Epidural Infections (Spinal Epidural Abscess) and Subdural Infections (Subdural Empyema)

Updated: Jul 19, 2019
  • Author: Hina Z Ghory, MD; Chief Editor: Jeter (Jay) Pritchard Taylor, III, MD  more...
  • Print


Epidural and subdural infections are similar in that both are suppurative infections that may cause clinical problems by extrinsic compression of CNS structures. They differ in almost all other ways. Both are unusual and are often discovered in the course of investigation for other more common clinical entities.

Approximately 90% of epidural infections are located along the spinal neuraxis and cause symptoms referable to the spinal cord. In contrast, 95% of subdural infections are located intracranially with a predilection for frontal lobe involvement. The unusual intracranial epidural infection is often associated with an intracranial subdural infection. [1]

For purposes of this discussion, epidural infection is considered synonymous with spinal epidural abscess, and subdural infection is considered synonymous with intracranial subdural empyema, unless otherwise noted.



Epidural infection, by definition, involves the epidural space between bone and dura. This is a true space in the spinal canal that is filled posteriorly with epidural fat, small arteries, and a venous plexus. Infections tend to spread over several vertebral levels. Anteriorly, the spinal epidural space is a potential space because the dura adheres tightly to the vertebral body. Abscesses are more frequent in the larger posterior epidural space.

Hematogenous spread with seeding of the epidural space is the suspected source of infection in most children and is thought to occur in many adult cases as well. Reported sources of seeding are numerous and include endocarditis, infected indwelling catheters, urinary tract infections, abdominal infections, and others. Direct extension of infection from vertebral osteomyelitis occurs in adults but rarely in children. A source of infection is not identified in many patients. Spinal epidural abscess following epidural steroid injection and epidural catheter placement has been reported. [2] A recent outbreak of fungal infections associated with epidural injections of contaminated methylprednisolone also included epidural abscesses. [3]

Spinal epidural abscesses in the thoracic spine may progress more quickly and have more severe consequences. This is believed to result from the relatively small size of the spinal canal compared to other spine levels. [4]

See the image below.

Spinal epidural abscess with cord edema and compre Spinal epidural abscess with cord edema and compression. Abscess extends into paravertebral tissues.

The effects of epidural abscess are often from involvement of the vascular supply to the spinal cord and subsequent infarction rather than from direct compression. [5]

Subdural infections (eg, subdural empyema) occur beneath the dura. Infection spreads over the brain and may penetrate into the parenchyma of the brain or may cause diffuse cerebral edema. These infections frequently result from direct extension from paranasal sinusitis (most common), otitis media, or mastoiditis; from complications of neurosurgical procedures including craniotomies; or, less commonly, from posttraumatic extra-axial hematomas.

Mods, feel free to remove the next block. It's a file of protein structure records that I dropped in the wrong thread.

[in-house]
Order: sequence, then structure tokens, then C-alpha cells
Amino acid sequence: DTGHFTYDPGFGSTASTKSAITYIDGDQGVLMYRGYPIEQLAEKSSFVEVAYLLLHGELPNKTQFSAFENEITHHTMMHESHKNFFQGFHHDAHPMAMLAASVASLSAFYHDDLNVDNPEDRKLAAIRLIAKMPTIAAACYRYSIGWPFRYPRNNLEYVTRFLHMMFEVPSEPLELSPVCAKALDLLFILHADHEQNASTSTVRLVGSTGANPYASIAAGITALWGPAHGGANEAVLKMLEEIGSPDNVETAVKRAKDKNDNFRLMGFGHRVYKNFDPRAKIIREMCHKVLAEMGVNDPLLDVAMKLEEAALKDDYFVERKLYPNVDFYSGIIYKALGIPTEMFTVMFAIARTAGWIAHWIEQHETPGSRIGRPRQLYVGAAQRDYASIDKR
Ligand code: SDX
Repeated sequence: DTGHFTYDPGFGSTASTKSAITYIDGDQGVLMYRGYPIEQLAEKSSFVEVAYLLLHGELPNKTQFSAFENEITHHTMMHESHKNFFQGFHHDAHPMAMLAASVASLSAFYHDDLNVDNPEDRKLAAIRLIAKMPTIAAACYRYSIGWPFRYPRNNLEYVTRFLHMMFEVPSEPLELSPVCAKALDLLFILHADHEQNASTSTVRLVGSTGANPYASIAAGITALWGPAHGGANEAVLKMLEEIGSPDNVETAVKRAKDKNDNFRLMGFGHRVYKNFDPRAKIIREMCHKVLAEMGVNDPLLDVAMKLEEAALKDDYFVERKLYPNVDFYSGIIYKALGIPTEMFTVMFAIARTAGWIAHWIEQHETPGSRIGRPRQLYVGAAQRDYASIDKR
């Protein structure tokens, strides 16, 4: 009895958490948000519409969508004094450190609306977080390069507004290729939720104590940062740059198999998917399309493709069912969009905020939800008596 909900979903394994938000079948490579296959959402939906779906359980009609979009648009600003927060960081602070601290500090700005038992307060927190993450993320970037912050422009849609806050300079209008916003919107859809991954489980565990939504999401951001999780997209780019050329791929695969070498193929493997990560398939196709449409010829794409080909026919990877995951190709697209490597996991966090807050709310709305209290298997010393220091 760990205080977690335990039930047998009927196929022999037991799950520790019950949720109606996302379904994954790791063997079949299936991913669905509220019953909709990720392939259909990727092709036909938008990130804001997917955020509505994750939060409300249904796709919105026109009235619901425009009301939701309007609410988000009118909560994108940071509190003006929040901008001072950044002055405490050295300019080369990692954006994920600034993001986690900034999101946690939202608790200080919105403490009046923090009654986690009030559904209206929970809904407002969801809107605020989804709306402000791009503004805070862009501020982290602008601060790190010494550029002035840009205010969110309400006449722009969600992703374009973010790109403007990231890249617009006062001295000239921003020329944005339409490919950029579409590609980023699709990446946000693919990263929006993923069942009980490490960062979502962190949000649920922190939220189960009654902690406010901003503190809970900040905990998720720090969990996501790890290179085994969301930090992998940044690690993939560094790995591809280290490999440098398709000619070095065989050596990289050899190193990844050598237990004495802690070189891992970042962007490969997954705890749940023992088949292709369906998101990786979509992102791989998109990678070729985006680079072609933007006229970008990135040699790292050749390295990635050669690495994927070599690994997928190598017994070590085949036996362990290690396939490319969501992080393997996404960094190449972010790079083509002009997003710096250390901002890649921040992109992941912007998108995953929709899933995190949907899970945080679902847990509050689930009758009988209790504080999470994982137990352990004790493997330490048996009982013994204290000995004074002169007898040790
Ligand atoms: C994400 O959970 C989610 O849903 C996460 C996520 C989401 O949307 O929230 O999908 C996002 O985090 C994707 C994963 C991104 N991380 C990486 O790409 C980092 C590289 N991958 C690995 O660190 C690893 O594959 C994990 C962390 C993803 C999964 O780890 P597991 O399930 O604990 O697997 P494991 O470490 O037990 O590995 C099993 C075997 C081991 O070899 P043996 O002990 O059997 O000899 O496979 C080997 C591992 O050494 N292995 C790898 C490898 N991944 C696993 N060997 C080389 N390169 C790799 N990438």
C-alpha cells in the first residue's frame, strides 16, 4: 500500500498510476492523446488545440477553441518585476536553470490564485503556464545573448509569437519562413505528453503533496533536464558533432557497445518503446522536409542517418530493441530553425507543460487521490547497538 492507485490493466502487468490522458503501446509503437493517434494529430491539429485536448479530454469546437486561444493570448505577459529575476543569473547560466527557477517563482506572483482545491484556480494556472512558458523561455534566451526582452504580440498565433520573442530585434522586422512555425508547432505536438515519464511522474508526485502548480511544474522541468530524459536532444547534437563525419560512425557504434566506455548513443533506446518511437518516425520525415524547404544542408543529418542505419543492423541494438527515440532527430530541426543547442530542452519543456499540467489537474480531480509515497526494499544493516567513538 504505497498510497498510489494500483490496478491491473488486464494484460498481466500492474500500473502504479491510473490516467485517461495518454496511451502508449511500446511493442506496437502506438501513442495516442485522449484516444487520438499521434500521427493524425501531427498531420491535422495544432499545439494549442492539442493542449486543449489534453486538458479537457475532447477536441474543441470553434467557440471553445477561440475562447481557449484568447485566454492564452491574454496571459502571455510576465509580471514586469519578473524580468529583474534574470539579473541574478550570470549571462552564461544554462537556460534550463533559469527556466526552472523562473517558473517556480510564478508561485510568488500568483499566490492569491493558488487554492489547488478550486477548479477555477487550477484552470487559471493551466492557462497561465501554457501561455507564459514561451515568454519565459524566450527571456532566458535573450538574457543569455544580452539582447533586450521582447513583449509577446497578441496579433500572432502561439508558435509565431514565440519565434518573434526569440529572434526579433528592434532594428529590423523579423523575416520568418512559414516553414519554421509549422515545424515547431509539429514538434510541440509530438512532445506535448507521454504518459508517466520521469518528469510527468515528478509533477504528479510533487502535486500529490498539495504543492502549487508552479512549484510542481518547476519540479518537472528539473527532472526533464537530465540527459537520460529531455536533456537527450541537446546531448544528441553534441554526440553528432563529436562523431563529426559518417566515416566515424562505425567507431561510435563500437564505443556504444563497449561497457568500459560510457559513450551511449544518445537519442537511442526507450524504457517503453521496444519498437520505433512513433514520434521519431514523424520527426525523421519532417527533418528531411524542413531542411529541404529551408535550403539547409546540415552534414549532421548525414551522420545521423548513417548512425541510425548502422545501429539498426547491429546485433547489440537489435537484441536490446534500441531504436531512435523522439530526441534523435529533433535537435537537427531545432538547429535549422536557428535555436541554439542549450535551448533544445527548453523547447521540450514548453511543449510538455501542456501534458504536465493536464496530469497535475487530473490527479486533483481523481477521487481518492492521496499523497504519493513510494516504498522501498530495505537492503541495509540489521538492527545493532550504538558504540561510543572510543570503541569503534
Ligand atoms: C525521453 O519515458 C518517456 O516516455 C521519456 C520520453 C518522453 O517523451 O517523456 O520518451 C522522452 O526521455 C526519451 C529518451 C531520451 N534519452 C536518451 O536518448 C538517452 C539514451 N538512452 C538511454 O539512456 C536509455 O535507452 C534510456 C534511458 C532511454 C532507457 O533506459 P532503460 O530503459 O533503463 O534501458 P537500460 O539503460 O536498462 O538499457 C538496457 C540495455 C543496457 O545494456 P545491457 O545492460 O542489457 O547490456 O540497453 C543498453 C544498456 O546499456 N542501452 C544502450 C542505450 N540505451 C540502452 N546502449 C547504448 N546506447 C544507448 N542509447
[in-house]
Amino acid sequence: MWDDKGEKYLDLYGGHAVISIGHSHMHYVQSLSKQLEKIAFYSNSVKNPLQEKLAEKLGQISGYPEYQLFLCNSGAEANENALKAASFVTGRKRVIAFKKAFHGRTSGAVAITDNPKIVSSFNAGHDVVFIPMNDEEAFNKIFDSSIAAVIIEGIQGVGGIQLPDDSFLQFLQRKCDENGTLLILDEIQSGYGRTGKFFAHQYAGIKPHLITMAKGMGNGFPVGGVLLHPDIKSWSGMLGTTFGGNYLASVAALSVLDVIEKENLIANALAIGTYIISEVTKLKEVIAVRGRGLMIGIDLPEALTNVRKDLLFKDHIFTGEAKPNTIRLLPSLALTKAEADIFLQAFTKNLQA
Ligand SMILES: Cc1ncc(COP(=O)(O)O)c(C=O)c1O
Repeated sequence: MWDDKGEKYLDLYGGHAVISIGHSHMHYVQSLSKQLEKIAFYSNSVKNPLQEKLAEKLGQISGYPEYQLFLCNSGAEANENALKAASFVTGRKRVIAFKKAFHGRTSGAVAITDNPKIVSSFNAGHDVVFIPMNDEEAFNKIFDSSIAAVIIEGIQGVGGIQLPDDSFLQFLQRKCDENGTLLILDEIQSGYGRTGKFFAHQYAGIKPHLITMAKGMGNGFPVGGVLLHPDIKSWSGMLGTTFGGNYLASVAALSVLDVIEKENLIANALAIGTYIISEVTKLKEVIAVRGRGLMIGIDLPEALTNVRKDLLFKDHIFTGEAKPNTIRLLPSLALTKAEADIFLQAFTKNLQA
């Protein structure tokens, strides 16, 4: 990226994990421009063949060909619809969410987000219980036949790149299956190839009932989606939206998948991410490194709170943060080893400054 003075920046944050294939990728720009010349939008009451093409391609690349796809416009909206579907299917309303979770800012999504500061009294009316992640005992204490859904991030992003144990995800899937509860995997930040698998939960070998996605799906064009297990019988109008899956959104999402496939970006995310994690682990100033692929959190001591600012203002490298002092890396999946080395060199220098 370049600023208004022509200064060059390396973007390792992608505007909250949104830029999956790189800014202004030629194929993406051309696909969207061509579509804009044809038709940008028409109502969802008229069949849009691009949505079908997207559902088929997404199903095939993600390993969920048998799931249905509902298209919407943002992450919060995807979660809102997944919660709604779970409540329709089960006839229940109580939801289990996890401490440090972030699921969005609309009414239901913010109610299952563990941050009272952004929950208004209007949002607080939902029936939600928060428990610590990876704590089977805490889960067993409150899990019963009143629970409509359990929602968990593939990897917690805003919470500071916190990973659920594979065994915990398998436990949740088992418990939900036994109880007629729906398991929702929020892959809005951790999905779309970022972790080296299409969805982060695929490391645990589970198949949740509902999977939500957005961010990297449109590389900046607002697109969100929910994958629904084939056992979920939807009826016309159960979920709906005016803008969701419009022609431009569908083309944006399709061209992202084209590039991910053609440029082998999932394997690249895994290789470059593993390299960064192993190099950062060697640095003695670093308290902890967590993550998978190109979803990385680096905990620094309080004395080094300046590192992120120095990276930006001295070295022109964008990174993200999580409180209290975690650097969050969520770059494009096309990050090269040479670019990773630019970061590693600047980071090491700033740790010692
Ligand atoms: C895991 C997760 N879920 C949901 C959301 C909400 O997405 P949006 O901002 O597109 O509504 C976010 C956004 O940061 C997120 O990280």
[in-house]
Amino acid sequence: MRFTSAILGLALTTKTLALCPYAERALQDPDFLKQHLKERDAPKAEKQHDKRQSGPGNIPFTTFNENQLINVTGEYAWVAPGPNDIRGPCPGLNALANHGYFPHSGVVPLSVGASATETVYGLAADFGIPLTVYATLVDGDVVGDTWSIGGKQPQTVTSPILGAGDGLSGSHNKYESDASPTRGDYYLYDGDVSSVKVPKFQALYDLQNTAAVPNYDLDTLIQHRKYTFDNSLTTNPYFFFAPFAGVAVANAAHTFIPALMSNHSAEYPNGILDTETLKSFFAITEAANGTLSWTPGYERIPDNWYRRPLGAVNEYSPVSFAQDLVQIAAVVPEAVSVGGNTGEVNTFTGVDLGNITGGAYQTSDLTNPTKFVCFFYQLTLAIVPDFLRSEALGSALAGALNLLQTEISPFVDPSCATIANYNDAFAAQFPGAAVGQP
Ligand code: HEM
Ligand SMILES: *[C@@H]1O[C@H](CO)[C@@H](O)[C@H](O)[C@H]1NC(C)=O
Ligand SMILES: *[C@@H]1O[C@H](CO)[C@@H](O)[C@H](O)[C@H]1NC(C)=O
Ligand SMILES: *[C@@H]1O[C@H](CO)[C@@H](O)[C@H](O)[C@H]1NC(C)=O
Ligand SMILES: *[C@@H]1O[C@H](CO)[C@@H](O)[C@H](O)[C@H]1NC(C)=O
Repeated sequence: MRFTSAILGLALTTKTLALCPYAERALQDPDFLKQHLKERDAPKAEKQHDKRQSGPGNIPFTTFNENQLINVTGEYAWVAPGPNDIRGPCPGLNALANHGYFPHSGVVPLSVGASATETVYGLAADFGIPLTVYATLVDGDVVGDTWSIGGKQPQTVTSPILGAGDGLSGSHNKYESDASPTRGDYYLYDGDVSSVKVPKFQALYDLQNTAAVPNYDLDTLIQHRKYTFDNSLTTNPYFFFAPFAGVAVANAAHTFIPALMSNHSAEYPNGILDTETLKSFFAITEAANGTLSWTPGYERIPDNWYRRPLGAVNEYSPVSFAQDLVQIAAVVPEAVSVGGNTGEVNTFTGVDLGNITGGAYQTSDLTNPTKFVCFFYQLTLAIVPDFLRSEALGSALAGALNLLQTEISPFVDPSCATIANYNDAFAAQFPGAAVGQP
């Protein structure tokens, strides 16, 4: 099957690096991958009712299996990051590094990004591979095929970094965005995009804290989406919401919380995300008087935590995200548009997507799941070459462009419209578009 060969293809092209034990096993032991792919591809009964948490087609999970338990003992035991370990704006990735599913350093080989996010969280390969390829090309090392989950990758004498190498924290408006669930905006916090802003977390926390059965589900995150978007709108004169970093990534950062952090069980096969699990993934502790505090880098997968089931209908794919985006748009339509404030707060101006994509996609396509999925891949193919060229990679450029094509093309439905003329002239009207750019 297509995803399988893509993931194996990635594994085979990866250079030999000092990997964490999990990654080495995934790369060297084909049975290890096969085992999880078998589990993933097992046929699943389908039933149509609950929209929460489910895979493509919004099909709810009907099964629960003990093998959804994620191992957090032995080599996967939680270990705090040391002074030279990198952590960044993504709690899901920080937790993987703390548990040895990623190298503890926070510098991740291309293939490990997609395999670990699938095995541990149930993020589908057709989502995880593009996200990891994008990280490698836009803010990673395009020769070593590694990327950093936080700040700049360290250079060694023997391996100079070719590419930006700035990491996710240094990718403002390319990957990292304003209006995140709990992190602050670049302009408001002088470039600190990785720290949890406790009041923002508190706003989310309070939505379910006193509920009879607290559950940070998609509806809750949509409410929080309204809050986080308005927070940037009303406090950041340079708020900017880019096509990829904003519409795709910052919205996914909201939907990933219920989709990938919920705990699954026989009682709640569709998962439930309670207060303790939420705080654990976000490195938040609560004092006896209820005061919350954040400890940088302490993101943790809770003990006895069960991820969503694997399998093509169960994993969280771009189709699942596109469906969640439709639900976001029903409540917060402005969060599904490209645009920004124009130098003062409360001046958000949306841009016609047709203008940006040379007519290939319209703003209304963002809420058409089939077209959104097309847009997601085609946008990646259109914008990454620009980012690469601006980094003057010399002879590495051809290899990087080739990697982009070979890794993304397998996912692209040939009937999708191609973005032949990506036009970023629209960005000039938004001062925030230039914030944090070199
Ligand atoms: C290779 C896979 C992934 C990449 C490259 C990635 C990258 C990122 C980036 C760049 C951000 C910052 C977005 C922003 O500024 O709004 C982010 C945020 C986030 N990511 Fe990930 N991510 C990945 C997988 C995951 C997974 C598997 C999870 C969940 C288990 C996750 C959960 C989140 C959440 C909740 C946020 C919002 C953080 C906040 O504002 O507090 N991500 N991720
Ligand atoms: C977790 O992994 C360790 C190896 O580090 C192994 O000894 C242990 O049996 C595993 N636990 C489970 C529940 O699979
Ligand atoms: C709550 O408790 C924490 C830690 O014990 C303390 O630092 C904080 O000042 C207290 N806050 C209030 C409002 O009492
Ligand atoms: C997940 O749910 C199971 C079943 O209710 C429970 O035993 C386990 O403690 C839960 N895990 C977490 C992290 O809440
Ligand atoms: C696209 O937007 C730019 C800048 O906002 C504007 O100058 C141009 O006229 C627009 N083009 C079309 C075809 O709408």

United States

The incidence of spinal epidural abscesses has nearly doubled over the last 50 years, possibly because of increased intravenous drug abuse, increased spinal operative procedures, an aging population, and increased sensitivity of detection using MRI. [6] Reported incidence ranges from 0.2-1.2 cases per 10,000 hospital admissions up to 12.5 cases per 10,000 admissions at a tertiary care center. [7] A recent population study of spontaneous epidural abscess in Olmsted County, Minnesota, found the incidence to be 0.88 cases per 100,000 person-years. [8]

No clear estimate of frequency for subdural empyema exists, but it is uncommon. Subdural empyema is said to account for 15-25% of pyogenic intracranial infections. Extrapolating from frequency figures for brain abscess yields roughly 1-2 cases per 10,000 admissions to a tertiary care center.


Spinal epidural abscesses are, in themselves, not fatal. However, with complications and associated conditions, mortality rates of 5-23% are reported. [1]

Most case series of subdural empyema report mortality in the 30% range. A declining mortality rate in recent years has been reported. [9] This disorder was uniformly fatal in the pre-antibiotic era.


No predilection exists with epidural abscess.

In subdural empyema, men are 3-4 times more commonly affected than women.


Spinal epidural abscess may be found in all age groups; on average, patients are older than 50 years. Intravenous drug users with spinal epidural abscesses are, on average, aged 35 years.

Subdural empyema may occur at any age but is most frequent in the second and third decades of life.

Recent pediatric case series and reviews confirms that these entities do occur in children. [10, 11]



Fewer than half of individuals who survive spinal epidural abscesses fully recover. [12] Paraplegia or quadriplegia is a frequent sequela. Disability seems related to severity and duration of symptoms prior to institution of therapy. A spinal rehabilitation program may be necessary to minimize long-term problems.

Acute subdural empyema fatality rate is about 40%. About 40% of survivors develop a seizure disorder, either in the acute phase or during convalescence.